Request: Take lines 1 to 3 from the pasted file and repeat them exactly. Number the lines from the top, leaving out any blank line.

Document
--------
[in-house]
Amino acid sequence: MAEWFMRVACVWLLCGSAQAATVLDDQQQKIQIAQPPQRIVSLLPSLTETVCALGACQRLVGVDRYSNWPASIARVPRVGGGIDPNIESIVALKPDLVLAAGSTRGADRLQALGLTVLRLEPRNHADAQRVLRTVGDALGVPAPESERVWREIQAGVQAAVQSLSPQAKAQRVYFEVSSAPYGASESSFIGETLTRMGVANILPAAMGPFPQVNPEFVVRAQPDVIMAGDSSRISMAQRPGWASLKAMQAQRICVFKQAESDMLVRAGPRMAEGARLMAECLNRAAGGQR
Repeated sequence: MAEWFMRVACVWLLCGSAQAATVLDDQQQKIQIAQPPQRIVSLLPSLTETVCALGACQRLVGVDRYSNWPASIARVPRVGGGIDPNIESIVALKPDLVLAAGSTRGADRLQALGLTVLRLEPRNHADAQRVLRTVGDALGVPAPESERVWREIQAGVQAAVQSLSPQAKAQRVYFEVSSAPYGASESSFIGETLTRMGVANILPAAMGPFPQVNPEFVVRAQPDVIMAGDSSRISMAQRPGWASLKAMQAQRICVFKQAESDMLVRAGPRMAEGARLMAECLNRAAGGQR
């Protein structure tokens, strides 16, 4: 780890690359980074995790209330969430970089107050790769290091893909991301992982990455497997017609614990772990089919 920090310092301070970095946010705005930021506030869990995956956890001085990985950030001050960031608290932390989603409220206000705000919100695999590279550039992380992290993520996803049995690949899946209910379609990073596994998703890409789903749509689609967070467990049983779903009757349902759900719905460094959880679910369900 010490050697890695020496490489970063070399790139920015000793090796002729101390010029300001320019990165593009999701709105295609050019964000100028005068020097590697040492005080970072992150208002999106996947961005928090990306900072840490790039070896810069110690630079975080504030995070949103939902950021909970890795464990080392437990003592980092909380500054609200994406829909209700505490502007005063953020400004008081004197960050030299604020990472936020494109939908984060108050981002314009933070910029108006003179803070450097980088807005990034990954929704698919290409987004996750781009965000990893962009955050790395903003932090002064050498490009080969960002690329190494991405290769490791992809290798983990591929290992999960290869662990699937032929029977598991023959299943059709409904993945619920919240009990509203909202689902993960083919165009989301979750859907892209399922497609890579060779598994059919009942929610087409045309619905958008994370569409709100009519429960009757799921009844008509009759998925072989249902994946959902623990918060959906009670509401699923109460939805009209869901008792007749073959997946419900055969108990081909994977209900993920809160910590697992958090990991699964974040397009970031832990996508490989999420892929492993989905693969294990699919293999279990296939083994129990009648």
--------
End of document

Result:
[in-house]
Amino acid sequence: MAEWFMRVACVWLLCGSAQAATVLDDQQQKIQIAQPPQRIVSLLPSLTETVCALGACQRLVGVDRYSNWPASIARVPRVGGGIDPNIESIVALKPDLVLAAGSTRGADRLQALGLTVLRLEPRNHADAQRVLRTVGDALGVPAPESERVWREIQAGVQAAVQSLSPQAKAQRVYFEVSSAPYGASESSFIGETLTRMGVANILPAAMGPFPQVNPEFVVRAQPDVIMAGDSSRISMAQRPGWASLKAMQAQRICVFKQAESDMLVRAGPRMAEGARLMAECLNRAAGGQR
Repeated sequence: MAEWFMRVACVWLLCGSAQAATVLDDQQQKIQIAQPPQRIVSLLPSLTETVCALGACQRLVGVDRYSNWPASIARVPRVGGGIDPNIESIVALKPDLVLAAGSTRGADRLQALGLTVLRLEPRNHADAQRVLRTVGDALGVPAPESERVWREIQAGVQAAVQSLSPQAKAQRVYFEVSSAPYGASESSFIGETLTRMGVANILPAAMGPFPQVNPEFVVRAQPDVIMAGDSSRISMAQRPGWASLKAMQAQRICVFKQAESDMLVRAGPRMAEGARLMAECLNRAAGGQR